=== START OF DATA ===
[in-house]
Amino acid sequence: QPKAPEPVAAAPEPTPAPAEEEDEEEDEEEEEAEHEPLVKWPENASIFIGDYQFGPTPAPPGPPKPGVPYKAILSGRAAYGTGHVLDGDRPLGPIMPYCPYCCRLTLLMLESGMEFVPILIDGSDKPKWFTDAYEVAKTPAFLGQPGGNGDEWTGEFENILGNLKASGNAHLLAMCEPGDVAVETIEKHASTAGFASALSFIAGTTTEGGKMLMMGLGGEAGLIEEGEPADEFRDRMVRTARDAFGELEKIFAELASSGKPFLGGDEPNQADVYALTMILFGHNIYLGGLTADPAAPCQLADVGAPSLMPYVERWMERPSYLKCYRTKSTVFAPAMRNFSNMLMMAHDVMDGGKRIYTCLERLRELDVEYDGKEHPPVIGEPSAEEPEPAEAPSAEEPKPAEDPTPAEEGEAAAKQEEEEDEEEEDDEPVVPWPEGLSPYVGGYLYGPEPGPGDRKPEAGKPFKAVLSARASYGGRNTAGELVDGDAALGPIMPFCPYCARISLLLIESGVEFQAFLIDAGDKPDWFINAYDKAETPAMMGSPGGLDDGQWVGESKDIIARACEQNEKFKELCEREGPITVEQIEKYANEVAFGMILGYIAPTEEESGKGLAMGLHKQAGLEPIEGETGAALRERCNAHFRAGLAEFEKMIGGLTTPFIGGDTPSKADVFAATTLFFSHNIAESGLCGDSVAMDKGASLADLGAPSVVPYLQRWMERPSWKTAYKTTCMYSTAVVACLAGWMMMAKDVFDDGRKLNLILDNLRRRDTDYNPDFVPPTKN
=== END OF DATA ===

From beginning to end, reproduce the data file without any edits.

[in-house]
Amino acid sequence: QPKAPEPVAAAPEPTPAPAEEEDEEEDEEEEEAEHEPLVKWPENASIFIGDYQFGPTPAPPGPPKPGVPYKAILSGRAAYGTGHVLDGDRPLGPIMPYCPYCCRLTLLMLESGMEFVPILIDGSDKPKWFTDAYEVAKTPAFLGQPGGNGDEWTGEFENILGNLKASGNAHLLAMCEPGDVAVETIEKHASTAGFASALSFIAGTTTEGGKMLMMGLGGEAGLIEEGEPADEFRDRMVRTARDAFGELEKIFAELASSGKPFLGGDEPNQADVYALTMILFGHNIYLGGLTADPAAPCQLADVGAPSLMPYVERWMERPSYLKCYRTKSTVFAPAMRNFSNMLMMAHDVMDGGKRIYTCLERLRELDVEYDGKEHPPVIGEPSAEEPEPAEAPSAEEPKPAEDPTPAEEGEAAAKQEEEEDEEEEDDEPVVPWPEGLSPYVGGYLYGPEPGPGDRKPEAGKPFKAVLSARASYGGRNTAGELVDGDAALGPIMPFCPYCARISLLLIESGVEFQAFLIDAGDKPDWFINAYDKAETPAMMGSPGGLDDGQWVGESKDIIARACEQNEKFKELCEREGPITVEQIEKYANEVAFGMILGYIAPTEEESGKGLAMGLHKQAGLEPIEGETGAALRERCNAHFRAGLAEFEKMIGGLTTPFIGGDTPSKADVFAATTLFFSHNIAESGLCGDSVAMDKGASLADLGAPSVVPYLQRWMERPSWKTAYKTTCMYSTAVVACLAGWMMMAKDVFDDGRKLNLILDNLRRRDTDYNPDFVPPTKN